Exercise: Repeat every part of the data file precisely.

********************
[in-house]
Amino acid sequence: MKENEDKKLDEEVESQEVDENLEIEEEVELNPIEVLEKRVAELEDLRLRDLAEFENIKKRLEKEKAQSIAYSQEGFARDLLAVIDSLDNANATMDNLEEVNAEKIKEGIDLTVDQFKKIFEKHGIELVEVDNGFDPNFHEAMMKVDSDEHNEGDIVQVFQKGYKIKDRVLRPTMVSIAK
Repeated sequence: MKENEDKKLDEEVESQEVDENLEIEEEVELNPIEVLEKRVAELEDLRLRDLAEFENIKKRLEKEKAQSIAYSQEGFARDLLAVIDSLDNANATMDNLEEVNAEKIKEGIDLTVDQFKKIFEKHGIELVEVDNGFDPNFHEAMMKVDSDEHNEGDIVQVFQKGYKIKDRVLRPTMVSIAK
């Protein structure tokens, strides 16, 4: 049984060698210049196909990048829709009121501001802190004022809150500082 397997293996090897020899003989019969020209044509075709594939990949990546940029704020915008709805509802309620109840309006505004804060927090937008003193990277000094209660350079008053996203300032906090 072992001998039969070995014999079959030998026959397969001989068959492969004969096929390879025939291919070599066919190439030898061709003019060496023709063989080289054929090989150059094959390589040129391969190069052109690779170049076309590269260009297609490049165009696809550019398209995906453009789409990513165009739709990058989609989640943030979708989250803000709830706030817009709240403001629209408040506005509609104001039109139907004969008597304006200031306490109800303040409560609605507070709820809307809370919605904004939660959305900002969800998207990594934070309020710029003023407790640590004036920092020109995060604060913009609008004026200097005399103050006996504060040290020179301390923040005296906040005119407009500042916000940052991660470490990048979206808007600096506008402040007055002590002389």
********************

[in-house]
Amino acid sequence: MKENEDKKLDEEVESQEVDENLEIEEEVELNPIEVLEKRVAELEDLRLRDLAEFENIKKRLEKEKAQSIAYSQEGFARDLLAVIDSLDNANATMDNLEEVNAEKIKEGIDLTVDQFKKIFEKHGIELVEVDNGFDPNFHEAMMKVDSDEHNEGDIVQVFQKGYKIKDRVLRPTMVSIAK
Repeated sequence: MKENEDKKLDEEVESQEVDENLEIEEEVELNPIEVLEKRVAELEDLRLRDLAEFENIKKRLEKEKAQSIAYSQEGFARDLLAVIDSLDNANATMDNLEEVNAEKIKEGIDLTVDQFKKIFEKHGIELVEVDNGFDPNFHEAMMKVDSDEHNEGDIVQVFQKGYKIKDRVLRPTMVSIAK
């Protein structure tokens, strides 16, 4: 049984060698210049196909990048829709009121501001802190004022809150500082 397997293996090897020899003989019969020209044509075709594939990949990546940029704020915008709805509802309620109840309006505004804060927090937008003193990277000094209660350079008053996203300032906090 072992001998039969070995014999079959030998026959397969001989068959492969004969096929390879025939291919070599066919190439030898061709003019060496023709063989080289054929090989150059094959390589040129391969190069052109690779170049076309590269260009297609490049165009696809550019398209995906453009789409990513165009739709990058989609989640943030979708989250803000709830706030817009709240403001629209408040506005509609104001039109139907004969008597304006200031306490109800303040409560609605507070709820809307809370919605904004939660959305900002969800998207990594934070309020710029003023407790640590004036920092020109995060604060913009609008004026200097005399103050006996504060040290020179301390923040005296906040005119407009500042916000940052991660470490990048979206808007600096506008402040007055002590002389």